On May 5 2015 Balaguer pleaded guilty to aiming a laser at an airplane in return for prosecutors recommending a minimum sentence of two years in prison (he could have been sentenced up to five years). The judge, however, noted Balaguer's "psychiatric history and … his apparent lack of wrongful intent."
In September 2015 Balaguer was sentenced to time served, after receiving a diagnosis of terminal liver cancer. He has since died.
In his lawsuit against New York City, Egan said that police falsely claimed that Egan had admitted owning the laser pointer. Egan said his picture was widely spread in the media, his reputation had suffered, and his wedding and honeymoon were disrupted by the arrest.
A Law Department spokesman said "…it was in the city's best interest to settle this case."
From the New York Daily News. Previous LaserPointerSafety coverage of the arrest and the case can be found here.
In addition to the aircraft illumination, Eugene L. Robinson also aimed green laser light at police helicopters during the same night. He was indicted on four counts of interfering with the operation of an aircraft, and pleaded guilty to the Southwest illumination.
Robinson had purchased the laser for $20 and aimed it at the aircraft to see how far it would go. He called it "a boneheaded mistake … I wasn't trying to hurt anybody."
In addition to the jail time and probation, Robinson is required to make a public service announcement telling viewers not to aim laser pointers at aircraft.
From the Columbus Dispatch
According to the doctor, the beam illuminated the side of the twin-propeller aircraft and did not shine onto the pilot. The aircraft continued without further incident on its medical transfer flight.
From The Examiner
The aviation authority did not give any absolute numbers of laser incidents, though the statement implied there were multiple illuminations on October 28.
Persons caught aiming lasers at aircraft can be prosecuted under the Solomon Island Civil Aviation Act 2008, section 213. They can be imprisoned for up to 14 years and fined up to SI$300,000 (about USD $37,000).
News of the CAASI warning comes almost exactly one year after an almost identical announcement from CAASI.
On July 18, "numerous" Columbus Police Department helicopters were repeatedly illuminated by a green laser beam. (It is not clear if this happened before, during or after the illumination of the Southwest flight.)
Ground units located Eugene Lamont Robinson, 36, and confiscated a six-inch "Laser 303" device. He was found at a location about 10 miles from the airport.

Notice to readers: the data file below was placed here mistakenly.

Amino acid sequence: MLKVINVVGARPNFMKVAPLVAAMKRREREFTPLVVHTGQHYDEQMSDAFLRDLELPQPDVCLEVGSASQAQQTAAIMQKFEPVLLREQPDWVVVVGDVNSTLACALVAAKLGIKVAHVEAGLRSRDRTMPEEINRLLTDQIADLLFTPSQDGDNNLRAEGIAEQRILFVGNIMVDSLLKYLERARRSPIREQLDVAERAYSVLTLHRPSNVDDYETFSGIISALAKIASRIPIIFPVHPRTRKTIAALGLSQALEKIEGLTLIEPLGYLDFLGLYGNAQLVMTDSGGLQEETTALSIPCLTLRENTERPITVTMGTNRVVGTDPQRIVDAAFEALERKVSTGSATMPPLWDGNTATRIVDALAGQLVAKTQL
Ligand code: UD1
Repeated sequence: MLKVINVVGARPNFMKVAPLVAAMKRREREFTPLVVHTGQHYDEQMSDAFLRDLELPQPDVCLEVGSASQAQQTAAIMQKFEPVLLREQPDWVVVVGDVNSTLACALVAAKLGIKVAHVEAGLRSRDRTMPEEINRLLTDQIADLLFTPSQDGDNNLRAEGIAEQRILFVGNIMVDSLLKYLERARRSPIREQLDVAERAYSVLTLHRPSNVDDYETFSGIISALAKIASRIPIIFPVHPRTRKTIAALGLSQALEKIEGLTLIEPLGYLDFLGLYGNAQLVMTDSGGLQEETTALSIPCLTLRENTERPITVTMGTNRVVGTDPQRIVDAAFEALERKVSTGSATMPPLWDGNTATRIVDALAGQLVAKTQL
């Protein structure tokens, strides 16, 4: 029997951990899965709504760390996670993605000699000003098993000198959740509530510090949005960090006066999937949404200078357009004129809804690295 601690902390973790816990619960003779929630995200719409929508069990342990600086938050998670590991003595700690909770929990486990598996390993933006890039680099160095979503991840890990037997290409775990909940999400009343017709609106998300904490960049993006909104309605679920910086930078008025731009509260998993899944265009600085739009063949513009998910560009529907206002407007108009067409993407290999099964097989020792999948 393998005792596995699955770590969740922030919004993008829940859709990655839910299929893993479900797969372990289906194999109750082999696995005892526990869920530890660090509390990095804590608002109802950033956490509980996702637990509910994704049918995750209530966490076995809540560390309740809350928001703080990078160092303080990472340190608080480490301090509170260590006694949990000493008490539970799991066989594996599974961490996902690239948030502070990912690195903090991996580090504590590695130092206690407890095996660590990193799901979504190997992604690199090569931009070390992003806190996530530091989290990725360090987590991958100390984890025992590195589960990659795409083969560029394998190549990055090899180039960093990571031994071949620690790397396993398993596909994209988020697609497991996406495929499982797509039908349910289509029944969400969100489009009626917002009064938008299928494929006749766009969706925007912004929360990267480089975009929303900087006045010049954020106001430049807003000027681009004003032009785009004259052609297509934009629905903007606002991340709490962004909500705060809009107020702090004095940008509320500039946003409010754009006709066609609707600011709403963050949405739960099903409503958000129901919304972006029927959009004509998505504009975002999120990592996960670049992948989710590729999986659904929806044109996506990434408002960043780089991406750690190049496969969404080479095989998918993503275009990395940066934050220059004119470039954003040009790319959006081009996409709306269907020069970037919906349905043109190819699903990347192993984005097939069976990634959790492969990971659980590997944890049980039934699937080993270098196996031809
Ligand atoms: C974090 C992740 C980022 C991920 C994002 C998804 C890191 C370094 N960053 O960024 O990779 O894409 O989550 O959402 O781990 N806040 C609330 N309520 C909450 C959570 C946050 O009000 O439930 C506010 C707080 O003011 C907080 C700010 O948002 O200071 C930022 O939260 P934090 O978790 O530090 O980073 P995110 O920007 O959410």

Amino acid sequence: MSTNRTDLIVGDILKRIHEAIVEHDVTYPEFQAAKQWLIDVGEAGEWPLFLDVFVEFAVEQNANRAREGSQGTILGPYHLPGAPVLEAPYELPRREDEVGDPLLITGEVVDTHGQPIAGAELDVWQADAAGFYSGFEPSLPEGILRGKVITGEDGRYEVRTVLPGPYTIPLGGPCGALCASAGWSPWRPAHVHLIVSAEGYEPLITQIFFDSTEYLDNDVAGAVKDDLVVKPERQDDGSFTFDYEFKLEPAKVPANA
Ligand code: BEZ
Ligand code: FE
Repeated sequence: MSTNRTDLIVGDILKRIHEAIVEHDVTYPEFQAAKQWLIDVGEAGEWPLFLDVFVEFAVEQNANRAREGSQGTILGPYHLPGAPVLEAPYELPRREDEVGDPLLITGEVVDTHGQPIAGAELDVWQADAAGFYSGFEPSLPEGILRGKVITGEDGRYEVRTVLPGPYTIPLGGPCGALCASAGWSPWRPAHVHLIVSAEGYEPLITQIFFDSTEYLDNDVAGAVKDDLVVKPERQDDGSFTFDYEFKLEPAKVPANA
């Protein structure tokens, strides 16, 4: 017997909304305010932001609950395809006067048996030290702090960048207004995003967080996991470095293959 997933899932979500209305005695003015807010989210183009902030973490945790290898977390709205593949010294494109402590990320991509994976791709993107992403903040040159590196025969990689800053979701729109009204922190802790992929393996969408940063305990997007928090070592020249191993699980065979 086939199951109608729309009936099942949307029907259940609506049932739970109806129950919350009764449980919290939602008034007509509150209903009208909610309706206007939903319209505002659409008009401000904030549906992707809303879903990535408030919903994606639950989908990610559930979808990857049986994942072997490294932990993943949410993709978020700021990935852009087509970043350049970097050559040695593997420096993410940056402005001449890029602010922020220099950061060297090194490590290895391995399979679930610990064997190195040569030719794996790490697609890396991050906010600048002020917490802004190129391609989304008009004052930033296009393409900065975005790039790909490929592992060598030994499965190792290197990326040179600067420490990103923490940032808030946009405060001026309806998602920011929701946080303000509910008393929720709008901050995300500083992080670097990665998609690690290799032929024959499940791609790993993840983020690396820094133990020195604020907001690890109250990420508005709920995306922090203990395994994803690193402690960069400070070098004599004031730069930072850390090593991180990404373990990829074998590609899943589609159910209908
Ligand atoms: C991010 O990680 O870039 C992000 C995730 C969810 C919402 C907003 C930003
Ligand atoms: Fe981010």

A "Laser 303" is a generic type of handheld laser, usually well over the 5 mW U.S. limit for laser pointers. It uses one 18650 battery and costs as little as USD $10.
Robinson was indicted on four counts of Interfering with the Operation of an Aircraft with a Laser. This is a second degree felony; he could receive up to 20 years in jail if convicted.
Robinson will be arraigned on September 12 2018.
UPDATED May 2 2019: Robinson was sentenced on May 1 2019 to county jail for 30 days, and given one year probation. In addition to the jail time and probation, Robinson is required to make a public service announcement telling viewers not to aim laser pointers at aircraft.
One incident occurred at Te Kauwhata at 7:40 pm. The second occurred 43 miles away (straight line; 52 miles by highway) at 8:30 pm, near Te Awamutu. Normally this journey takes about 70 minutes by car via State Highways 1 and 39. So it would appear difficult for a car at one location to make it to the other within 50 minutes.
Police said the pilots “weren’t injured but [were] quite shaken.” One of the attacks lasted 26 seconds.
In addition, there have been other recent incidents where lasers were aimed at planes in Morrinsville, Cambridge and Hamilton.
Police will investigate these laser incidents.
Since March 1 2014, New Zealand has import controls on lasers over 1 milliwatt, and sales are restricted to “authorized recipients” who must apply to the Director-General of Health. However, it does not appear to be illegal in New Zealand to possess high-powered lasers obtained prior to March 1 2014 or which are home-built.
From Stuff. Information on New Zealand laws from LaserPointerSafety.com’s “International (non-U.S.) laws” page.
U.S. officials said the low-level, harassing beams came from fishing vessels and from shore.
U.S. and Chinese military interests have had disputes in the East China Sea in recent years. However, there was no specific indication of whether there was malicious intent, or any organized effort behind the laser incidents. The officials speculated that the lasers could be directed by the Chinese government, or could be “disgruntled Chinese fishermen… who simply want to harass American pilots.”
A spokesperson for the U.S. Indo-Pacific Command said that flying procedures have not changed due to the laser incidents. She did say pilots are “employing” required laser eye protection.
A spokesperson for the Chinese Foreign Ministry called claims that China was responsible for the East China Sea lasers “groundless and sheer fabrications.”
According to news.com.au, “All aspects of the Chinese economy are state-controlled. And its fishing fleets are operated as a militia, working in close concert with Beijing’s navy as it seeks to assert its arbitrary claim to total control of the South and East China Seas…. The waterway is, however, part of a busy sea lane carrying enormous quantities of international trade.”